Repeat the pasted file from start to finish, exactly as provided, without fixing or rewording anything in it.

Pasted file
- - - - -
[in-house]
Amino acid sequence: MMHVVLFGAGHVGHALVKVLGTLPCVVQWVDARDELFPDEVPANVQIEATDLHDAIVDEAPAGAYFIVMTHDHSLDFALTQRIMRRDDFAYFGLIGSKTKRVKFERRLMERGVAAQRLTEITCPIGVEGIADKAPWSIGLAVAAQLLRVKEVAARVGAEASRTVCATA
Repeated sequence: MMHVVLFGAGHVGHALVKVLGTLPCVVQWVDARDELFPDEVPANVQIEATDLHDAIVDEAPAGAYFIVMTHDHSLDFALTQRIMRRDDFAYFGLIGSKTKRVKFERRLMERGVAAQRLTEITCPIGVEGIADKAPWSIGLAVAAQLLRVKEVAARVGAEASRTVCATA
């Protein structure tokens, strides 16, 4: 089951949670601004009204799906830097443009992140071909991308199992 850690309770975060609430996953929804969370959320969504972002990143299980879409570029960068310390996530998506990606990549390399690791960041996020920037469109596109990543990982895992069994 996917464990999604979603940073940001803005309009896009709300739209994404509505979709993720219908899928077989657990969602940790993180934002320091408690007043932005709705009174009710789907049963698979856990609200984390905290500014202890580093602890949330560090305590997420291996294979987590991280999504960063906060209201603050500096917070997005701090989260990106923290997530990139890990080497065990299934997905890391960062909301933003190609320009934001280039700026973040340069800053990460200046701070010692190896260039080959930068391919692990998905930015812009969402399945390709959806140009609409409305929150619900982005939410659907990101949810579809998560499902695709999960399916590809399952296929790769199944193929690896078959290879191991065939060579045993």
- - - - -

[in-house]
Amino acid sequence: MMHVVLFGAGHVGHALVKVLGTLPCVVQWVDARDELFPDEVPANVQIEATDLHDAIVDEAPAGAYFIVMTHDHSLDFALTQRIMRRDDFAYFGLIGSKTKRVKFERRLMERGVAAQRLTEITCPIGVEGIADKAPWSIGLAVAAQLLRVKEVAARVGAEASRTVCATA
Repeated sequence: MMHVVLFGAGHVGHALVKVLGTLPCVVQWVDARDELFPDEVPANVQIEATDLHDAIVDEAPAGAYFIVMTHDHSLDFALTQRIMRRDDFAYFGLIGSKTKRVKFERRLMERGVAAQRLTEITCPIGVEGIADKAPWSIGLAVAAQLLRVKEVAARVGAEASRTVCATA
């Protein structure tokens, strides 16, 4: 089951949670601004009204799906830097443009992140071909991308199992 850690309770975060609430996953929804969370959320969504972002990143299980879409570029960068310390996530998506990606990549390399690791960041996020920037469109596109990543990982895992069994 996917464990999604979603940073940001803005309009896009709300739209994404509505979709993720219908899928077989657990969602940790993180934002320091408690007043932005709705009174009710789907049963698979856990609200984390905290500014202890580093602890949330560090305590997420291996294979987590991280999504960063906060209201603050500096917070997005701090989260990106923290997530990139890990080497065990299934997905890391960062909301933003190609320009934001280039700026973040340069800053990460200046701070010692190896260039080959930068391919692990998905930015812009969402399945390709959806140009609409409305929150619900982005939410659907990101949810579809998560499902695709999960399916590809399952296929790769199944193929690896078959290879191991065939060579045993």